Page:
The study population consisted of 198 eligible patients who completed the phone interview. The median age was 64 (52–72) and 37% were women. The median follow-up was 5.2 months (IQR 4.4–5.8). The incidence of FM was 15% (30 patients) and 87% (172 patients) had at least one FM-related symptom. Female gender was significantly associated with post-COVID FM (OR 3.65, p = 0.002). In addition, high median Subjective Traumatic Outlook scores and low median Sense of Coherence scores were both significantly associated with post-COVID FM (OR 1.19, p<0.001 and OR 0.92, p<0.001, respectively).


FM is highly prevalent among COVID-19 convalescent patients. Our finding suggests that a significant subjective traumatic experience and a low resilience are highly associated with post-COVID FM.


Coronavirus Disease-2019 (COVID-19) is caused by the Severe Acute Respiratory Syndrome Coronavirus 2 (SARS-COV-2) and was declared as a global pandemic in early 2020 by the World Health Organization [1]. There is emerging evidence on the long-term symptoms and complications of COVID-19. Post-COVID, an evolving descriptive term of this syndrome, is defined as the persistence or development of new symptoms beyond four weeks from the onset of this disease [2]. The prevalent symptoms of post-COVID are fatigue, weakness, myalgia, arthralgia, cognitive impairment, sleep disorders, anxiety and depression [3,4].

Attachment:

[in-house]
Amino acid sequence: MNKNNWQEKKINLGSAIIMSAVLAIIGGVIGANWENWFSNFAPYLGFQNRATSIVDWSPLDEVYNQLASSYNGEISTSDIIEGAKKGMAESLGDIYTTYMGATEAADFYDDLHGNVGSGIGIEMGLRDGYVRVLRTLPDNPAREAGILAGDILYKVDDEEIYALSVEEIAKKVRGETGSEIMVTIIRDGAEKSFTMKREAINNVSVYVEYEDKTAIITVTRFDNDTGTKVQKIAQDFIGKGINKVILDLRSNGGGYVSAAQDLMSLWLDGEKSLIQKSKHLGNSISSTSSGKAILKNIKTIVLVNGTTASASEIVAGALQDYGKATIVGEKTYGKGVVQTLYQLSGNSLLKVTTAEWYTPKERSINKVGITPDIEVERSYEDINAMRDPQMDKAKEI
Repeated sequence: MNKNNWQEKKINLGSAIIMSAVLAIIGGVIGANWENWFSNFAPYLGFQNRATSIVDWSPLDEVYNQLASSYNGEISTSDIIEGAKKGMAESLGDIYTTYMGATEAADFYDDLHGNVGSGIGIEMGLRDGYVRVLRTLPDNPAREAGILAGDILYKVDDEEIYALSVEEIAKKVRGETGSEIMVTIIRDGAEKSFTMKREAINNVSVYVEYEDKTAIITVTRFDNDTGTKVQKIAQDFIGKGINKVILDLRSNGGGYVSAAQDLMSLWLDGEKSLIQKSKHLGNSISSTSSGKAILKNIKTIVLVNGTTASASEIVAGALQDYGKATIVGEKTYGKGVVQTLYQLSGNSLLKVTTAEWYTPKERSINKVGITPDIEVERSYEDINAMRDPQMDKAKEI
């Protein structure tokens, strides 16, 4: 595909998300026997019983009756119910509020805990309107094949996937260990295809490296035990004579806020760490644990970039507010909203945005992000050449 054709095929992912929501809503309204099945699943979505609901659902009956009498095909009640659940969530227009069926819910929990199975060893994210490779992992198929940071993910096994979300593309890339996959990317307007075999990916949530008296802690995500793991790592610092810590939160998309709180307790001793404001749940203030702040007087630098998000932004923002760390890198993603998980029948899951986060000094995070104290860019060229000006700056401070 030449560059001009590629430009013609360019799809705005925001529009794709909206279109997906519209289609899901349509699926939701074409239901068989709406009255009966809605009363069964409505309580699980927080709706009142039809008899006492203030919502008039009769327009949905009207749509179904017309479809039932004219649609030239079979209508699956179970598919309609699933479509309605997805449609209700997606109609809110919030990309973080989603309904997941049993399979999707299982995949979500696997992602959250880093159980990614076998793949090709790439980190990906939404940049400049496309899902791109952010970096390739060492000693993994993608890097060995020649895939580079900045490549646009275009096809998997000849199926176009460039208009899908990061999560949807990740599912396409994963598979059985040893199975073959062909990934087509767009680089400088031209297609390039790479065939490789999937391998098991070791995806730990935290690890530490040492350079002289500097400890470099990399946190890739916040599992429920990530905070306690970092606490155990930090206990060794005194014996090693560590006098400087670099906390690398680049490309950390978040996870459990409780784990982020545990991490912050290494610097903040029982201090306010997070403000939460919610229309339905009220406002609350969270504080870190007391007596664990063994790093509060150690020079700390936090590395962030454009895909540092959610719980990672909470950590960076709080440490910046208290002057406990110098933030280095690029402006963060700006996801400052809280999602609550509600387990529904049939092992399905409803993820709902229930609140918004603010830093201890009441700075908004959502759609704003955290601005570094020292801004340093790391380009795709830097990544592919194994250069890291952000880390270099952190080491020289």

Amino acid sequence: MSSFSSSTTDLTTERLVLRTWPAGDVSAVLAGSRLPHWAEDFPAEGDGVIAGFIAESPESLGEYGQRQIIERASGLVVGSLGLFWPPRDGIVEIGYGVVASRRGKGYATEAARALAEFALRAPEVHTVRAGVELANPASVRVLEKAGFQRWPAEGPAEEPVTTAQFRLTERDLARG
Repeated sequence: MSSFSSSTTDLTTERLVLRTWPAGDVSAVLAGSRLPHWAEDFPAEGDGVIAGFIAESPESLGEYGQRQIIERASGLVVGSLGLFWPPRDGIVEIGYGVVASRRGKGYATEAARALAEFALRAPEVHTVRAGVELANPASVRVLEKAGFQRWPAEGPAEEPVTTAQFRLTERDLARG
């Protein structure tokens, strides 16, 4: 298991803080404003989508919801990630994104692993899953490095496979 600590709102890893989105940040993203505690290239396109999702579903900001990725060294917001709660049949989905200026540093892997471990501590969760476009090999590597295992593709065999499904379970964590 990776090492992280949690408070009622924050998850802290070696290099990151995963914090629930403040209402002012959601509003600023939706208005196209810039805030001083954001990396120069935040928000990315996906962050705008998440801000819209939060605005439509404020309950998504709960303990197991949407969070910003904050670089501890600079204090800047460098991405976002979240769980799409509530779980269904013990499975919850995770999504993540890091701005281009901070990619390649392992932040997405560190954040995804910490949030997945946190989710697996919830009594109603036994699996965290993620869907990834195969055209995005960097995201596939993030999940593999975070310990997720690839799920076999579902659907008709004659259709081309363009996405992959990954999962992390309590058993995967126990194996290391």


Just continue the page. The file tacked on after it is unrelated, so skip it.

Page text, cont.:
Fibromyalgia (FM) syndrome is characterized by a chronic widespread musculoskeletal pain that frequently accompanied by fatigue, sleep, cognitive and mood disturbances [5]. The prevalence of FM ranges from 2 to 4% worldwide, with a female predominance, and it’s similar in different ethnic’s groups, cultures, and socio-economic classes [57]. The estimated prevalence of FM in the general Israeli population is 2.0–2.6%, similar to the observed in other Western countries [8]. Although the pathogenesis of FM is not well established, significant progress has been made during the recent years in clarifying the mechanism [9]. Stress has been shown to trigger FM, ranging from childhood neglect and emotional abuse [10], physical and sexual abuse [11], to the acute stress related to motor vehicle accident [12] and combat-related trauma [13].